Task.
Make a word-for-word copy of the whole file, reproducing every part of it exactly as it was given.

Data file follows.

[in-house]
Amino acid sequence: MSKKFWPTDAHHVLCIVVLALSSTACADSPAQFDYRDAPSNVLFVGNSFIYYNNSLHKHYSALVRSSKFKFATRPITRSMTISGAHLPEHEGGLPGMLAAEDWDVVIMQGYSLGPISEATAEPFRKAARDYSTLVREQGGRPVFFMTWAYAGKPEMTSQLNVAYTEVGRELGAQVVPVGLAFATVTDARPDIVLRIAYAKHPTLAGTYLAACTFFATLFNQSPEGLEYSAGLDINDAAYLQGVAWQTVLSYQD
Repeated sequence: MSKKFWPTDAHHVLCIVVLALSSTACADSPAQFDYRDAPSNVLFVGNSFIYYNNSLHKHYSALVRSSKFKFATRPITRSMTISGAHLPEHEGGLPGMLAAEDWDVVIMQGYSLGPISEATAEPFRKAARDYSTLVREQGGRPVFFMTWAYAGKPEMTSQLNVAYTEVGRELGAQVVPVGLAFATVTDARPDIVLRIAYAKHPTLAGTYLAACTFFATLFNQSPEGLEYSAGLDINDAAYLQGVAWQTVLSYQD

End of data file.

[in-house]
Amino acid sequence: MSKKFWPTDAHHVLCIVVLALSSTACADSPAQFDYRDAPSNVLFVGNSFIYYNNSLHKHYSALVRSSKFKFATRPITRSMTISGAHLPEHEGGLPGMLAAEDWDVVIMQGYSLGPISEATAEPFRKAARDYSTLVREQGGRPVFFMTWAYAGKPEMTSQLNVAYTEVGRELGAQVVPVGLAFATVTDARPDIVLRIAYAKHPTLAGTYLAACTFFATLFNQSPEGLEYSAGLDINDAAYLQGVAWQTVLSYQD
Repeated sequence: MSKKFWPTDAHHVLCIVVLALSSTACADSPAQFDYRDAPSNVLFVGNSFIYYNNSLHKHYSALVRSSKFKFATRPITRSMTISGAHLPEHEGGLPGMLAAEDWDVVIMQGYSLGPISEATAEPFRKAARDYSTLVREQGGRPVFFMTWAYAGKPEMTSQLNVAYTEVGRELGAQVVPVGLAFATVTDARPDIVLRIAYAKHPTLAGTYLAACTFFATLFNQSPEGLEYSAGLDINDAAYLQGVAWQTVLSYQD